New study finds that everyday activities empower young people in care

Simply going shopping, playing in the park or reading are the kind of everyday activities that give young people in care a better sense of value and well-being according to a new study published today (30 October) into the participation experiences of young people growing up in care.

It calls on those who provide care to take better account of the value of the everyday activities young people engage with in their free time, such as, shopping, playing with pets, darts, board games, socialising, playing in the park, reading, crafting, swimming, singing, and membership based activities such as Girl Guides.

Lead author Dr Lisanne Gibson from the School of Museum Studies said: “It is already understood that participating in facilitated cultural and social activities has positive effects on children’s and young people’s wellbeing, personal development, aspiration and thus improves their life chances. Our research has also found that everyday participation is an important domain through which young people learn about the social world, their place in it, and is a domain in which they feel empowered to express themselves."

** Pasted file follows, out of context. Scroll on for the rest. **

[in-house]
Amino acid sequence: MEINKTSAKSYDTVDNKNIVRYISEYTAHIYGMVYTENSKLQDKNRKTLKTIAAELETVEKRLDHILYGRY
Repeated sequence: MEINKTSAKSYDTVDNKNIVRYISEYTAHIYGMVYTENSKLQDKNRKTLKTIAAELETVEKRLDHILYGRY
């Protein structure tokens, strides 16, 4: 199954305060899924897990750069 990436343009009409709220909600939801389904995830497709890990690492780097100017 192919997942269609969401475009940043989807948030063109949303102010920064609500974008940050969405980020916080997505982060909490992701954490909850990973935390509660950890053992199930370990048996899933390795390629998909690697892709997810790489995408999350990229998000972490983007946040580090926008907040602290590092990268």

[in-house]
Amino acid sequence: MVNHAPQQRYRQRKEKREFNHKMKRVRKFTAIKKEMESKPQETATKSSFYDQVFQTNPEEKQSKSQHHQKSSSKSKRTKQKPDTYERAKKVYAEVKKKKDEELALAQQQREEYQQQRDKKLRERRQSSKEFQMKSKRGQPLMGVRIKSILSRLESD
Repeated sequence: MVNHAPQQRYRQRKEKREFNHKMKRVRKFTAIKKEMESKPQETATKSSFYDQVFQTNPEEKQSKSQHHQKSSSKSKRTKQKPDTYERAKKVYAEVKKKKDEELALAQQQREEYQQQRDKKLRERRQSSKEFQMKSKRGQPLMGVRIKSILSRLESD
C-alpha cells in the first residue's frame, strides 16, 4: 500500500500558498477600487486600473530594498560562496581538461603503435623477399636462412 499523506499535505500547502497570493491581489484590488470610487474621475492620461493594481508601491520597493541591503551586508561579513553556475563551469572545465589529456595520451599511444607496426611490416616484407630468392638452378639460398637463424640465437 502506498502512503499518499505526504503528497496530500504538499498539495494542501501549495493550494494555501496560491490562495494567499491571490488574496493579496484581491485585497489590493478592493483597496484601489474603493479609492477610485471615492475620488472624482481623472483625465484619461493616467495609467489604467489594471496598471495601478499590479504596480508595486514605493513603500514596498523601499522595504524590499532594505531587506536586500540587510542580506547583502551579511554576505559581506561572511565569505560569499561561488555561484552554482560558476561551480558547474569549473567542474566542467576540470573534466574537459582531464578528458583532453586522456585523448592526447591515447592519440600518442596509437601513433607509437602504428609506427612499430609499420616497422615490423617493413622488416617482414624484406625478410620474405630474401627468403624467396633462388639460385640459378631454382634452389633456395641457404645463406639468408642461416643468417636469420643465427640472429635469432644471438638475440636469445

The study was carried out by researchers from the ‘Understanding Everyday Participation- Articulating Cultural Value’ project and the School of Museum Studies. The research has been published in the form of a ‘Valuing Participation: The cultural and everyday activities of young people in care’ research report.

The report is being shared with organisations and institutions throughout the UK with the aim of inviting and initiating further research, to stimulate debate, and to effect the provision of culture and leisure services to young people in care.